Articulate and visionary, Steve Jobs spent a lot of time talking about what made Apple a great, innovative company. In devoting time to explaining his methods, he imparted myriad suggestions and tidbits of advice on how companies could streamline their processes, better understand their customers and offer products worth talking about. Even if you’ve never owned an iPod, iMac or iPhone, there’s plenty of iHelp in the words of advice and wisdom he left behind.
On Products: “Just get rid of the crappy stuff and focus on the good stuff.”
This particular piece of advice was a morsel Jobs offered to Mark Parker when he was promoted to CEO of Nike. Jobs suggested that while Nike made some gear people drooled over, it also made a lot of products that were just filling the shelves. By eliminating those lesser wares, the brand would represent the kind of excellence Parker wanted. Parker took Jobs’ advice and “edited” Nike’s lines down to the essentials. And as anyone who has ever set foot in the door of an Apple store knows, Jobs lived by his own advice—devote all your resources into a few great products and watch people line up like it’s a Boxing Day sale.
Jobs’ advice came in handy again as Parker built his company’s portfolio during the economic downturn and during the career meltdown of Nike spokesman Tiger Woods. Nike’s portfolio of sponsored athletes shrunk, it laid off employees and its product lines became more focused. Some sports like tennis and swimming got less attention, but during this time Nike made a firm push into the Chinese markets, and other brands owned by Nike, like Converse and Umbro, became more focused.
Yes, focusing on Nike’s strengths served Parker well, even if his office didn’t exactly embrace the same kind of minimalism.
On Presentations: “There’s clearly something in the air today.”
Anyone who watched Apple CEO Tim Cook’s recent presentation knows there’s a difference between a good presenter and being Steve Jobs. Carmine Gallo, author of The Innovation Secrets of Steve Jobs: Insanely Different Principles for Breakthrough Success, is a presentation, media-training and communication-skills coach who has devoted a lot of time to looking at exactly what made Jobs successful on-stage and translating it into tips for professionals. “You are being judged to a large degree on your ability to communicate what you do. The big difference between extraordinary communicators like Steve Jobs and the average leader is that people like Jobs use presentations to complement the message,” he says.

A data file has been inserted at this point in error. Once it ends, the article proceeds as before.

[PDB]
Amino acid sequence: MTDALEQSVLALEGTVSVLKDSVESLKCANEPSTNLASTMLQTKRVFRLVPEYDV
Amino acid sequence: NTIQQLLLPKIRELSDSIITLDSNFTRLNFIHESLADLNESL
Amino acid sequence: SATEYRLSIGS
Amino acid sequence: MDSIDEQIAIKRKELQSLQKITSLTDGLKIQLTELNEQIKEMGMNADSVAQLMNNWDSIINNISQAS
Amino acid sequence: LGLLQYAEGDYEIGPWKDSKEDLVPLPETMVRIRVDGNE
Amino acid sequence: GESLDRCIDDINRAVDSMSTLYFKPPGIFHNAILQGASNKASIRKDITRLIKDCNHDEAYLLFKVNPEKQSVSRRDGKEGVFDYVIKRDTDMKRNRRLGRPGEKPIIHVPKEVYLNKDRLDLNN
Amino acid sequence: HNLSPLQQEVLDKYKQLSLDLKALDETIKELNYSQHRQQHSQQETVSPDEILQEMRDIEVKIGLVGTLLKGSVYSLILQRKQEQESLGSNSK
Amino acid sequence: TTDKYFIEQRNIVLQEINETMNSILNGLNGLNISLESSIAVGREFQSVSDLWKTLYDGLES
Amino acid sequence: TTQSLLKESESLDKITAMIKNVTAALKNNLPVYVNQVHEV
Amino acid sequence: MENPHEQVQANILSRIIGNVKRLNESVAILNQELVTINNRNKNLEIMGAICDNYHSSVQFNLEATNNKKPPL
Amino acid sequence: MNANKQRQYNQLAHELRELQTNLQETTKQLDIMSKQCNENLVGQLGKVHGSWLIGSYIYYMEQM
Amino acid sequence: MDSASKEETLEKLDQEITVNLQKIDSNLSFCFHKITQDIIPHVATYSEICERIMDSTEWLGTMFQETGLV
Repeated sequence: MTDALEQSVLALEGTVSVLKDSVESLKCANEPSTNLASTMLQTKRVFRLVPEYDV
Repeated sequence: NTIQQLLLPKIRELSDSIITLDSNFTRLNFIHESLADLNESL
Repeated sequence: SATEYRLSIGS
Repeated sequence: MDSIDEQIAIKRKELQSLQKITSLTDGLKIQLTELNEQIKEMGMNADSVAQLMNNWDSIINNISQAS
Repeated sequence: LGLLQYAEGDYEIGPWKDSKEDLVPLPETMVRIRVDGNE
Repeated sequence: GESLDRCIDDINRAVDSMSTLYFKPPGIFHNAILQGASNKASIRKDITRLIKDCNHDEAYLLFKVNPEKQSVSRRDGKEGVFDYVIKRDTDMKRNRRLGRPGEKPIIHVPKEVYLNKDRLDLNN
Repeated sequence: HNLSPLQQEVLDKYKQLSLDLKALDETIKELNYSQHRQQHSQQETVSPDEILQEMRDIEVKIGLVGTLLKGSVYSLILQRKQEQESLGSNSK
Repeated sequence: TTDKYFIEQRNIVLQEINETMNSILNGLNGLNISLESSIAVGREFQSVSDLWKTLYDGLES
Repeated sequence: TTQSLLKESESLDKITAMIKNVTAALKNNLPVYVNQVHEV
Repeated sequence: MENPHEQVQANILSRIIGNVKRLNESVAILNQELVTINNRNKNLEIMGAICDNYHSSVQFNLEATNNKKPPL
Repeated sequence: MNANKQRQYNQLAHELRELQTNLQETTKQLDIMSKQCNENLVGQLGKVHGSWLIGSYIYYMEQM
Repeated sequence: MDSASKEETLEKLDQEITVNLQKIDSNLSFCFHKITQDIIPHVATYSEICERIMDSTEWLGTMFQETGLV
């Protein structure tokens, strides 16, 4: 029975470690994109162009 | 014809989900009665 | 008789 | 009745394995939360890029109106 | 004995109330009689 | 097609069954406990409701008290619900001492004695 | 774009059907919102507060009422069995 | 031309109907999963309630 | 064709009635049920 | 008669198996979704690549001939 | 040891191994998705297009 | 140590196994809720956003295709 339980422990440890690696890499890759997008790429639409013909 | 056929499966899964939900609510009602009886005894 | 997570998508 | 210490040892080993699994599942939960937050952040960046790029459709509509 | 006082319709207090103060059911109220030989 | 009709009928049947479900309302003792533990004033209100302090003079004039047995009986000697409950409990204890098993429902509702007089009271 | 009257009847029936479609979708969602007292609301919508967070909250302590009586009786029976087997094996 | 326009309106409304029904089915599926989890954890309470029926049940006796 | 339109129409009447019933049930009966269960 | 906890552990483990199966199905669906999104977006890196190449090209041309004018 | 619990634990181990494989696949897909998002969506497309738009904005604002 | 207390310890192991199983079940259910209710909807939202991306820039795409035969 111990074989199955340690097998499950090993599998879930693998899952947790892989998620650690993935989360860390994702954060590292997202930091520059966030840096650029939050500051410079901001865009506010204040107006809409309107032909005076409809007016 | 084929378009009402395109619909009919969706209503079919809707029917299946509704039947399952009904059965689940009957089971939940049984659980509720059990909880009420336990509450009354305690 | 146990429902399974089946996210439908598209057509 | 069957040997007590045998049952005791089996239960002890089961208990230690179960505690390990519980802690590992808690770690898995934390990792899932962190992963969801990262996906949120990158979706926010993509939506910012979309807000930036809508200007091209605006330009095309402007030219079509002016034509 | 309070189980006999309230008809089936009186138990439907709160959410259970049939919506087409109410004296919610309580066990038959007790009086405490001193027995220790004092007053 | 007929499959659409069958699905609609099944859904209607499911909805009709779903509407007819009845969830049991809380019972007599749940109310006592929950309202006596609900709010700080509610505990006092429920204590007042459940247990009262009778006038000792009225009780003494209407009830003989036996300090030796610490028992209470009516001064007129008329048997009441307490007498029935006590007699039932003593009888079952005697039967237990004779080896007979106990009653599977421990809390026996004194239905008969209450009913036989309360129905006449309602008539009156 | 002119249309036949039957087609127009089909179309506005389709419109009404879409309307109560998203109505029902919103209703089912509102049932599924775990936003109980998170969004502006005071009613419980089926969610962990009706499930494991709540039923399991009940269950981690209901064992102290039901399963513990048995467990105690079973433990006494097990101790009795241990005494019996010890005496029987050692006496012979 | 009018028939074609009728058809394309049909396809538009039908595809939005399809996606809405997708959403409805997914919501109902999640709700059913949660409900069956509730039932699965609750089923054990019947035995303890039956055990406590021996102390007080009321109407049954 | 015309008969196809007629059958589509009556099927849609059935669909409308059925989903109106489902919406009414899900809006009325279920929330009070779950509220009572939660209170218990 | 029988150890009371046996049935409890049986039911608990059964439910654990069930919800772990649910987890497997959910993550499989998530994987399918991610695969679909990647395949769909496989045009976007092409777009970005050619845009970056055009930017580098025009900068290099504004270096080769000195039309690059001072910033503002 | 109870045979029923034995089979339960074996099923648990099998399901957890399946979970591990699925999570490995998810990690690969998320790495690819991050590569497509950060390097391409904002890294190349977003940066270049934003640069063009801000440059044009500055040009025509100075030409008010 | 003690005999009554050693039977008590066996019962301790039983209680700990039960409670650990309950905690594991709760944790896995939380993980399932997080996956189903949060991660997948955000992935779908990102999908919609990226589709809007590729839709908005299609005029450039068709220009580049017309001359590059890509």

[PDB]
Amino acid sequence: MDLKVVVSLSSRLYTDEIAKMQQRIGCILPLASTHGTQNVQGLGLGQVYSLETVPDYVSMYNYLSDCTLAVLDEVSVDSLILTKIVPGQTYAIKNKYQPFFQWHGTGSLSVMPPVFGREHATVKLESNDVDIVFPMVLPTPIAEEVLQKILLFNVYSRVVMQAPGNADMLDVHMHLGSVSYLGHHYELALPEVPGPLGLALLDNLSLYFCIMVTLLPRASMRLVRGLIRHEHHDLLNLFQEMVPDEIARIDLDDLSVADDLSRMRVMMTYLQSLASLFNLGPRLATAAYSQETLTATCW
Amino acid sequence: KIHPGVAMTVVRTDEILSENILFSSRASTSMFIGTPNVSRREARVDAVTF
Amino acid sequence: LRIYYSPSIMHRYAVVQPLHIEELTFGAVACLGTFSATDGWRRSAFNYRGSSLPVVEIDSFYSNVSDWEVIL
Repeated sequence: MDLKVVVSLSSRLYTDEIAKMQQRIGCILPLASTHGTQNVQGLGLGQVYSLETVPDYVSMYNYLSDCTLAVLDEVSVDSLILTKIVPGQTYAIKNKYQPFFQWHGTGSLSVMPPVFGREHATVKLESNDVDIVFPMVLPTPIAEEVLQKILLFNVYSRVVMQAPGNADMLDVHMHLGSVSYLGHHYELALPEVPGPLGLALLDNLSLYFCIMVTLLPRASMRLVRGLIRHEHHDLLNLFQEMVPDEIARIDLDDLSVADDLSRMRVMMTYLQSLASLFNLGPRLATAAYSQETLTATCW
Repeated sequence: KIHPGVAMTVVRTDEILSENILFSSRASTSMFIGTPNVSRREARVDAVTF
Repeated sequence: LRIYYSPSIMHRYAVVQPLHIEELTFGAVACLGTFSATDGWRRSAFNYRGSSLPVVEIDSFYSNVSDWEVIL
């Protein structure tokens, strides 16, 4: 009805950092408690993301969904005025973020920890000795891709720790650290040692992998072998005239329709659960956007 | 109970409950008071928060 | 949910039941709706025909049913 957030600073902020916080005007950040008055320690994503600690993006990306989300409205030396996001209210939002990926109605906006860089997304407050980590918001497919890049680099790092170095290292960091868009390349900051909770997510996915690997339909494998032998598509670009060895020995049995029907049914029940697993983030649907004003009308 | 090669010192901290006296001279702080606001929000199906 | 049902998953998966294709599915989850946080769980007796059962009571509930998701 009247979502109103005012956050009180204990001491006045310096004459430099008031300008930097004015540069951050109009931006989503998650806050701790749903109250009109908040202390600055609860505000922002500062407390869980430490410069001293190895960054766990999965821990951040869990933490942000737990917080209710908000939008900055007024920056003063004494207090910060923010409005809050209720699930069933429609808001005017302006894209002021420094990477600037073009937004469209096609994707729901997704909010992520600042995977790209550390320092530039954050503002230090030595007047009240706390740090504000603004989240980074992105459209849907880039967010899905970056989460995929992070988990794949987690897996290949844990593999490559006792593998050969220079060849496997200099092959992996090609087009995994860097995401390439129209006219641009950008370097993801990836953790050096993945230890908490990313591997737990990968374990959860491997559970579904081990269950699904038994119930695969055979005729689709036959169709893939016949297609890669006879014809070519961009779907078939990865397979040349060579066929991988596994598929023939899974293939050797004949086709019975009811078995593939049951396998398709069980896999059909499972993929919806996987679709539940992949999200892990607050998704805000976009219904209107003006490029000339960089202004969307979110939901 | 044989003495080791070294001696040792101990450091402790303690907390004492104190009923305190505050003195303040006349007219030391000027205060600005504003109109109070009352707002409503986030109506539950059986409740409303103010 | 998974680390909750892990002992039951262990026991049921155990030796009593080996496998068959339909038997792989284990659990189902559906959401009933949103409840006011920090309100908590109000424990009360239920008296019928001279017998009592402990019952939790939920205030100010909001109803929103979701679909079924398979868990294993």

On Management: “Teamwork is dependant on trusting the other folks to come through with their part without watching them all the time.”
Over the course of his career at Apple, Jobs was accused of tyrannical outbursts and unorthodox management strategies. But in one interview he was asked about the “wonderful arguments” he had with the heads of different divisions at Apple. When asked if members of his team ever challenge him, or tell him that he’s wrong, he laughed and said yes. And when asked if he won all the arguments, his answer was no. But whatever happened in the boardrooms of Apple, his next piece of advice is a valuable one for any good leader who wants to surround themselves with top talent and retain those skilled workers: “If you want to hire great people and want them to stay working for you, you have to let them make a lot of decisions and you have to be run by ideas, and not hierarchy.”
On Branding: “Values and core values. Those things shouldn’t change.”
Years ago, Jobs made a speech about advertising. The company’s iconic “1984” commercial (still touted as one of the world’s best ads) became instantly iconic, and there was a lot of focus on Apple’s advertising skill. In the clip, Jobs talks about the difference between selling a product and selling an idea in a pertinent reminder that it’s people’s core values that remain the same when the markets change, and new products are introduced.
Finally, Steve Jobs offered plenty of advice on life, death and pursuing your dreams in his 2005 commencement speech made to a graduating class at Stanford.